Take the 2-minute tour ×
Unix & Linux Stack Exchange is a question and answer site for users of Linux, FreeBSD and other Un*x-like operating systems.. It's 100% free, no registration required.

Is it possible to backup a running Debian system to some kind of image file, that could simply be written back to another hard disk using dd in case of failures of the original (backed up) Debian system?

I am especially looking for a tool directly available in the repositories, as I have Debian Wheezy running on a raspberry pi and therefore, I need support for the ARM architecture, which is given quite reliable for packages of the Debian repositories.

share|improve this question

5 Answers 5

dd is good if you don't mind generating an image file that's exactly the size of your raw disk. rsync is good if you want easy file-level access. But the standard means of backing up a filesystem is dump and restore (aptitude install dump).

For a device like the Raspberry Pi, I'd back up as follows, assuming an MS-DOS partition table and that the disk is /dev/sda:

  • dd if=/dev/sda of=sda-boot-sectors.img count=2048 to get an image of the boot section of the disk.
  • fdisk -lu /dev/sda >sda-partition-table.txt for later human reference.
  • dump -0af sda1-root-level0.dump /dev/sda1 and repeat for each partition you want to back up.

You can then compress the lot and leave it somewhere safe. To restore, you'd use dd to restore the partition table and boot sectors, reload the partition table, make the new filesystem(s), and use cd /mnt/new-filesystem; restore -rf /some-location/sda1-root-level0.dump.

The upsides:

  • dump gets a complete copy of the filesystem, including ACLs, extended attributes, ownership, sparse files, special filesystem attributes — everything is dumped as-is.
  • It'll only copy the blocks you need, ignoring unused ones.
  • It's standard unix tool and readable by a lot of other unix tools.

The downsides:

  • it will produce corrupted snapshots if the file system is written to during the dump
  • it's more difficult to mount the backed up image (which you can do with disk images) or get to individual files (which you can get with rsync backups).
  • It's filesystem type-specific. You can dump an ext3 filesystem and restore it in an ext4 one, but you can'd dump any type of filesystem. Most mature filesystems have their ownd dump versions. The standard Debian dump does ext2, ext3 and ext4. If you use a Flash-specific filesystem, your options may be different.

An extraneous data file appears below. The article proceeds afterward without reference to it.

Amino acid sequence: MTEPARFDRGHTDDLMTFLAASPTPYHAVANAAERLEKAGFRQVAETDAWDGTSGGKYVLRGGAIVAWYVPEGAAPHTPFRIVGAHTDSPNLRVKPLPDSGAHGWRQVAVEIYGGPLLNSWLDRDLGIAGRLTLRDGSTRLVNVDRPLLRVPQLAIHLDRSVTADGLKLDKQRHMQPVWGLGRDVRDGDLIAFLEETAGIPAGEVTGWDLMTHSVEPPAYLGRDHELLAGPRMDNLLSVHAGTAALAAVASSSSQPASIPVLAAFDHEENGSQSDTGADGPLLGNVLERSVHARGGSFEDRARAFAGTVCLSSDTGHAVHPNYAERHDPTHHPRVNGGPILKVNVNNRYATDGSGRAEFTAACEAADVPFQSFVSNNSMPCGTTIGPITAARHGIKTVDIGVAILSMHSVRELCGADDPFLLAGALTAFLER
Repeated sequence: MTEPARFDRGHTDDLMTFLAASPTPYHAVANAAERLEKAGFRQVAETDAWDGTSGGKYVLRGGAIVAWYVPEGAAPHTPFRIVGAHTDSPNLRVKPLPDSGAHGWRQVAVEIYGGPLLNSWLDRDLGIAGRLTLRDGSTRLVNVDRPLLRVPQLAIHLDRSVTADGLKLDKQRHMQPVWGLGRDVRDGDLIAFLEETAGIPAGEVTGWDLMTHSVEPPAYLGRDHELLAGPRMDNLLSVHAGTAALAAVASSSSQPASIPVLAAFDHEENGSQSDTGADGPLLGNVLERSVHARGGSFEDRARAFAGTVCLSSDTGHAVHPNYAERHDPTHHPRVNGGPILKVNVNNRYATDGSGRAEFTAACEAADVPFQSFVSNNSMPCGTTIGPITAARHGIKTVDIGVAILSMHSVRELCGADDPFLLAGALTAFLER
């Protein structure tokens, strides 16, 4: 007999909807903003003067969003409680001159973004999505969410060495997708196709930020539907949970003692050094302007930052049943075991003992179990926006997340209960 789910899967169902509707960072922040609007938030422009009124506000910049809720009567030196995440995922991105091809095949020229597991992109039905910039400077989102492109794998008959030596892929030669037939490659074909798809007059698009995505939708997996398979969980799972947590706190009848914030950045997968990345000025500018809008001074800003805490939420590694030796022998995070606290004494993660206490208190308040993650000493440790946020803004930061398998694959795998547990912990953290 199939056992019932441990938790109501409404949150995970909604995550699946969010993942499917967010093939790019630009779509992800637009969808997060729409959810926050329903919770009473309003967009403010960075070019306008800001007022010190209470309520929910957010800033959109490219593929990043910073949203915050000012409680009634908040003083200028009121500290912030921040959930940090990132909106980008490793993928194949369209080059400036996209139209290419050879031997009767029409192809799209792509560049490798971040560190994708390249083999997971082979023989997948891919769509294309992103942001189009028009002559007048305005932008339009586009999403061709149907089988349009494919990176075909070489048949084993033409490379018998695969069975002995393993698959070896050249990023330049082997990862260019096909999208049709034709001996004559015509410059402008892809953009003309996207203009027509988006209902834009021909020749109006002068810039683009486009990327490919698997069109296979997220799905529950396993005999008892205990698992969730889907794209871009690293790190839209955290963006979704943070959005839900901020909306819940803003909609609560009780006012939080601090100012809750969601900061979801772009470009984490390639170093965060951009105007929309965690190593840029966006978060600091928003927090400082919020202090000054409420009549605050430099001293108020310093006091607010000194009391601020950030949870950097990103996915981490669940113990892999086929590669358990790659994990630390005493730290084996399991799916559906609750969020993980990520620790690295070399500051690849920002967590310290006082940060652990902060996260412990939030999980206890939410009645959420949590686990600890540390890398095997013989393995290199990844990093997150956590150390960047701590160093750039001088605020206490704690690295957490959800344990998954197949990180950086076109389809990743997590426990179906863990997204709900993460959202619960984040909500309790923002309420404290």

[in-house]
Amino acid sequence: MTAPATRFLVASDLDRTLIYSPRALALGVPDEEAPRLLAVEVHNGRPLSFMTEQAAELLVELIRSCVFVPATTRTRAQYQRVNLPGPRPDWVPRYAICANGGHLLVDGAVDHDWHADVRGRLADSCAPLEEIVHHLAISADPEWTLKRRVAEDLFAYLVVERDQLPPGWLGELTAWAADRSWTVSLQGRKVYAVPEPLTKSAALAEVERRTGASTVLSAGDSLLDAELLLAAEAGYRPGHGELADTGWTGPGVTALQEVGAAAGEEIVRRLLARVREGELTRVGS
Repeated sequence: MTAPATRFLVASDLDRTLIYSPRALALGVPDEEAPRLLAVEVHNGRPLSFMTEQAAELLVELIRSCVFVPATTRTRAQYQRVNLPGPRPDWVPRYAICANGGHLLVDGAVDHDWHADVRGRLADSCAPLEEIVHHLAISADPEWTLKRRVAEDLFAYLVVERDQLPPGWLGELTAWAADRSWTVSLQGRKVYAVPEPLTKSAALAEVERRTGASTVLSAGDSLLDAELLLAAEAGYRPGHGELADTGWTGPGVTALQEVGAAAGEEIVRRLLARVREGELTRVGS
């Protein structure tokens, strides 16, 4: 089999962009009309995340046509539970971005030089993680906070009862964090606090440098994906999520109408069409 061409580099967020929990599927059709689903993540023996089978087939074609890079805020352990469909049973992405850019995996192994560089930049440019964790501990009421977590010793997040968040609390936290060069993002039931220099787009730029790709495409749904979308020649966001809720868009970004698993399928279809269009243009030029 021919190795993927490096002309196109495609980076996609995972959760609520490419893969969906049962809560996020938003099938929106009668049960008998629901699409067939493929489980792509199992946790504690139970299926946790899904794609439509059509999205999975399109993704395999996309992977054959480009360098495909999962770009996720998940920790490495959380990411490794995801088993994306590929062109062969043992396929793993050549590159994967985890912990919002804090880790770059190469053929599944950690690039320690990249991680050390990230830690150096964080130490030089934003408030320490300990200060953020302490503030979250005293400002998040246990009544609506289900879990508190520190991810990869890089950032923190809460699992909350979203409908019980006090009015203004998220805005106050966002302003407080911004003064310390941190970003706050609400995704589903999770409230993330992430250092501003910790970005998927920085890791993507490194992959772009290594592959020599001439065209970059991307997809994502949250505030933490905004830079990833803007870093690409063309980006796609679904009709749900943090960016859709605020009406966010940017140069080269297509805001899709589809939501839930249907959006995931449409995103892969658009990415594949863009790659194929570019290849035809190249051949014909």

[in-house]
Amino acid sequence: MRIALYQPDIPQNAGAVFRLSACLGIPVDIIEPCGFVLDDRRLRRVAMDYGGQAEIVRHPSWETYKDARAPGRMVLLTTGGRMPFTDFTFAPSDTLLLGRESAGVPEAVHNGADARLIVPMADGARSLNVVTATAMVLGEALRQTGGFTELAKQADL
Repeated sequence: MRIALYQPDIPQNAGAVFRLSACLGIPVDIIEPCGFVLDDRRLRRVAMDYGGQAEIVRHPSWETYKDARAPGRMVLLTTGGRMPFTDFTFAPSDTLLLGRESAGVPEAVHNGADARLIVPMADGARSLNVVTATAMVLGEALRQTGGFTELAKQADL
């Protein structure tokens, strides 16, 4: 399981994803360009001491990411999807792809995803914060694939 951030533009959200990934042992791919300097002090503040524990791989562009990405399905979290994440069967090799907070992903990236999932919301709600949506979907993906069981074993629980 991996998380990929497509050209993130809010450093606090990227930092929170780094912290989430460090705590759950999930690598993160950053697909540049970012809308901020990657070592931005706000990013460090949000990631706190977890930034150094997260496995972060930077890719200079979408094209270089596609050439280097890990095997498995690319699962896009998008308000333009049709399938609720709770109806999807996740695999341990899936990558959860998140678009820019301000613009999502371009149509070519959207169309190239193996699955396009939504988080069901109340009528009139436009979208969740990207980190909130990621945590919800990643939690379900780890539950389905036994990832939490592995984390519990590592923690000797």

share|improve this answer

Use dd for the boot-sector and rsync -aHS for the files. You have to exclude "virtual" filesystems like /proc /sys and any RAM-disks (tmpfs).

If you want to keep the partitioning as well, you can dump that with sfdisk or recreate it with parted.

share|improve this answer
    
Thanks, sounds very interesting, did you already tset this in the past? How do I create a complete image out of these parts, just use a loopkack device? (Yes, want to keep partitioning and so on. Want an image ready to be written to a new SD card / disk without further fiddling) –  stefan.at.wpf Jun 22 '12 at 23:10
    
@stefan.at.wpf I just mixed up some of my solutions for cloning VMs, creating physical servers (autoyast/kistart) making a raid1-mirror out of a non-mirrored system and the usual way to replicate (static) parts of the filesystem for cluster nodes. I do not use this myselv. My method would be to autoinstall new server (including a backup-client) and then restore via backup the contents of the old server to the new server. –  Nils Jun 23 '12 at 21:16

For Debian, you really only need to back up your data and configuration files.

To back up existing state:

  • Back up package selections with dpkg --get-selections > dpkg_selections.
  • Back up the debconf database with sudo debconf-get-selections > debconf_selections.

To apply this to a new system:

  • First apply debconf selections with sudo debconf-set-selections < debconf_selections.
  • Apply package selections with dpkg --set-selections < dpkg_selections.
  • Install packages with apt-get dselect-upgrade.

Your data should primarily be in /home and /var (e.g., /var/lib/mysql for MySQL, /var/www for Apache, etc.). You should be able to figure out which applications are important to you.

Configuration will be primarily in /etc. Again, it shouldn't be difficult to pick out what's important for you.

share|improve this answer

Check out Clonezilla. I see it listed in the standard Debian repos. http://clonezilla.org/

Edit: Probably not, Clonezilla list requirements on their front page: "X86 or x86-64 processor"

share|improve this answer
    
Interesting project though, thank you anyway :-) –  stefan.at.wpf Jun 22 '12 at 23:11

I don't know, if this is good to do, when the system is running, but this is what I do.

sudo dd if=/dev/mmcblk0 of=/path/to/backup/directory/backup.img bs=1M

as I said, maybe there is a better solution, in that case I would like to know it as well!

share|improve this answer

Your Answer

 
discard

By posting your answer, you agree to the privacy policy and terms of service.

Not the answer you're looking for? Browse other questions tagged or ask your own question.